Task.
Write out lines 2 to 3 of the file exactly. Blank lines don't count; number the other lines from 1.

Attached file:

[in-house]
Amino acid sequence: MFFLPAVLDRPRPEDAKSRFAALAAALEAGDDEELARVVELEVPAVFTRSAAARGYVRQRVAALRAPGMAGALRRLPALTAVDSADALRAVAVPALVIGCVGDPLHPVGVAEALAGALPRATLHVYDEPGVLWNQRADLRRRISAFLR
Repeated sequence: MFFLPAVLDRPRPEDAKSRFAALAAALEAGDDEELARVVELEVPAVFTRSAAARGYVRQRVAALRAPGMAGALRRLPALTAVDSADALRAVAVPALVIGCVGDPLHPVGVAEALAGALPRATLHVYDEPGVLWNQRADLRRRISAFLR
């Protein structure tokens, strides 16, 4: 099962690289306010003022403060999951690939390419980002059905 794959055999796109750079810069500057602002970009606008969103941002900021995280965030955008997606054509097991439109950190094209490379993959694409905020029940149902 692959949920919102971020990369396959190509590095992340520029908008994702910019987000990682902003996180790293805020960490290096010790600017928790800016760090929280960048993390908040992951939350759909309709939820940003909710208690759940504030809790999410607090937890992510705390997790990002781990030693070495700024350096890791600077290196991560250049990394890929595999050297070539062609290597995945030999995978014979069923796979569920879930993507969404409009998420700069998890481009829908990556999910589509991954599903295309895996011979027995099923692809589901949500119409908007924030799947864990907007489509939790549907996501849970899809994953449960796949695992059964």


Amino acid sequence: MFFLPAVLDRPRPEDAKSRFAALAAALEAGDDEELARVVELEVPAVFTRSAAARGYVRQRVAALRAPGMAGALRRLPALTAVDSADALRAVAVPALVIGCVGDPLHPVGVAEALAGALPRATLHVYDEPGVLWNQRADLRRRISAFLR
Repeated sequence: MFFLPAVLDRPRPEDAKSRFAALAAALEAGDDEELARVVELEVPAVFTRSAAARGYVRQRVAALRAPGMAGALRRLPALTAVDSADALRAVAVPALVIGCVGDPLHPVGVAEALAGALPRATLHVYDEPGVLWNQRADLRRRISAFLR